Millennial Nurses Job Satisfaction & Professional Practice Environment
Assessment of Millennial Nurses’ Job Satisfaction and Professional Practice Environment.
A study conducted by OʼHara MA, Burke D, Ditomassi M, and Palan Lopez R. Author Affiliations: Nursing Director, Labor and Delivery (Dr O’Hara), Senior Vice President and Chief Nurse Officer (Dr Burke), and Executive Director (Dr Ditomassi), Massachusetts General Hospital; and Professor (Dr Palan Lopez), MGH Institute for Health Professions, Boston, Massachusetts.
The purpose of this study was to assess the relationship between demographic factors (age, gender, race, ethnicity, work status, and experience), the professional practice environment, and work satisfaction to increase understanding of millennial nurses.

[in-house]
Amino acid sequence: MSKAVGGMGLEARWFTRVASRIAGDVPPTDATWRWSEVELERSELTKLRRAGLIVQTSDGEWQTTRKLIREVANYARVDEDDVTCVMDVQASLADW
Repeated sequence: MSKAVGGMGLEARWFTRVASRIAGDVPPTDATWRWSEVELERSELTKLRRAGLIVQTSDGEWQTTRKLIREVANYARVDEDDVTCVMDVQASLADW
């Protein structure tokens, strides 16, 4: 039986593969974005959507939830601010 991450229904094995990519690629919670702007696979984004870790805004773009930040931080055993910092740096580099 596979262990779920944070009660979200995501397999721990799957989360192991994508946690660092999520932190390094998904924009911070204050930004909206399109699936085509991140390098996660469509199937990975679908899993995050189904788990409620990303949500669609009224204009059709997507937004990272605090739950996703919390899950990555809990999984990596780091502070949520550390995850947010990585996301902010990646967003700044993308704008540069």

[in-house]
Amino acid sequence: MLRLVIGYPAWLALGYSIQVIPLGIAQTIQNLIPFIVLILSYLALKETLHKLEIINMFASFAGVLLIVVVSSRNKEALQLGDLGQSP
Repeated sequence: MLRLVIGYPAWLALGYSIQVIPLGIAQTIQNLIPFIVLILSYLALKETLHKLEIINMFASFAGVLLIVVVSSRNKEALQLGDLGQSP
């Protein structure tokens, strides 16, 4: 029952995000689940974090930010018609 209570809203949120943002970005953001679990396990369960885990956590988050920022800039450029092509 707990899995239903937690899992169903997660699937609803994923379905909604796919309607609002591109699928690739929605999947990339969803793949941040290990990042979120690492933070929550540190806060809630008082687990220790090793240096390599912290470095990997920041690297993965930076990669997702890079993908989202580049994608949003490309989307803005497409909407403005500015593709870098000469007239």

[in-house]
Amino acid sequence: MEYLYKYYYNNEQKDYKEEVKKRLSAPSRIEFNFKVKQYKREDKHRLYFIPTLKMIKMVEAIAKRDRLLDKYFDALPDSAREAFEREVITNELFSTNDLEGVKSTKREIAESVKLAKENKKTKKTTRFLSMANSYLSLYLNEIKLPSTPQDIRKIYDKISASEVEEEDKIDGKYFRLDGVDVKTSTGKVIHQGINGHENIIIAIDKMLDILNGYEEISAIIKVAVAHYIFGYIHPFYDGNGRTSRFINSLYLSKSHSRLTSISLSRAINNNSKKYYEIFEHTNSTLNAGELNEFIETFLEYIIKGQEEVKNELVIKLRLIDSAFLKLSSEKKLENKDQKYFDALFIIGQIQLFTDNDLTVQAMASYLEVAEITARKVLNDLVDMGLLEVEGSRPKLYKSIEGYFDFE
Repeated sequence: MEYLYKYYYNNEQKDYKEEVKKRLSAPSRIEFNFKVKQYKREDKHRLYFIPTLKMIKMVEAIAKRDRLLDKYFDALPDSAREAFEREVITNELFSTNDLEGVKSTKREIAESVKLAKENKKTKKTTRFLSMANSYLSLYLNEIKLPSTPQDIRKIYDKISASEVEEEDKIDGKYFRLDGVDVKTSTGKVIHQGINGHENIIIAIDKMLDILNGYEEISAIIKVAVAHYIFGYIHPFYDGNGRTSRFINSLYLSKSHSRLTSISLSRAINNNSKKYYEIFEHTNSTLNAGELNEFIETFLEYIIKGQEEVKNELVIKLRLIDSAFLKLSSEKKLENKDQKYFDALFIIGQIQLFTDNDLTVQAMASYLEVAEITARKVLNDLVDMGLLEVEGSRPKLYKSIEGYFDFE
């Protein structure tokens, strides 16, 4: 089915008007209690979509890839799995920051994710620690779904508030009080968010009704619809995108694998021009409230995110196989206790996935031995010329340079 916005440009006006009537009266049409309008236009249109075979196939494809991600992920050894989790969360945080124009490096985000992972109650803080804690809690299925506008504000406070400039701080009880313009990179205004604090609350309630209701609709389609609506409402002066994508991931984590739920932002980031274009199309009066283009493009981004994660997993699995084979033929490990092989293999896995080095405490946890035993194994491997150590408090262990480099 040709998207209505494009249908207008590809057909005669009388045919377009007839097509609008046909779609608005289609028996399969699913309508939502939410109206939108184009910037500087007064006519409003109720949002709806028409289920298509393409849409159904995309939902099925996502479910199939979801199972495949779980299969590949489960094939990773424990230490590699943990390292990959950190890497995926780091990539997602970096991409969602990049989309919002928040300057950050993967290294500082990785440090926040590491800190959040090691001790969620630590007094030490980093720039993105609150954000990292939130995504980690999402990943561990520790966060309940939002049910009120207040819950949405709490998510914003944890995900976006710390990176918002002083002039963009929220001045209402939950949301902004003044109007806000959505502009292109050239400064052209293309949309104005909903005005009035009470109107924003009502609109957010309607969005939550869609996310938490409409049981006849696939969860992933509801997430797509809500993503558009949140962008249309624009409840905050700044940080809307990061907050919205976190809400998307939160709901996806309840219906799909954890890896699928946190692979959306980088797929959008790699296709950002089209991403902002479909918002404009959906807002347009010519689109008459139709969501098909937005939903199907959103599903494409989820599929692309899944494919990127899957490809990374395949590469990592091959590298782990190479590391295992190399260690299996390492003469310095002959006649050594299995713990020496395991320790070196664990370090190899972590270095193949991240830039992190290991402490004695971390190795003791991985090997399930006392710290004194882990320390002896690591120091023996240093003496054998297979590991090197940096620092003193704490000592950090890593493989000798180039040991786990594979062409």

Millennials comprise 30% of the nursing workforce and are more likely to experience burnout, stress, high turnover, and less dedication to their workplace than other counterparts. Understanding how to retain these nurses is important to ensure work satisfaction and high-quality patient outcomes.
This descriptive study was a secondary analysis of data using the Professional Practice Work Environment Inventory survey. Descriptive statistics were used to describe the variables. Descriptive statistics and standard t tests were used.
Demographics accounted for only 2.6% of the variance in work satisfaction, whereas supportive leadership accounted for nearly 63%.
Findings demonstrate that supportive leadership is the primary factor contributing to millennial nurses’ work satisfaction. This suggests that efforts to retain millennial nurses should focus on developing supportive leaders.
Originally appeared on www.ncbi.nlm.nih.gov.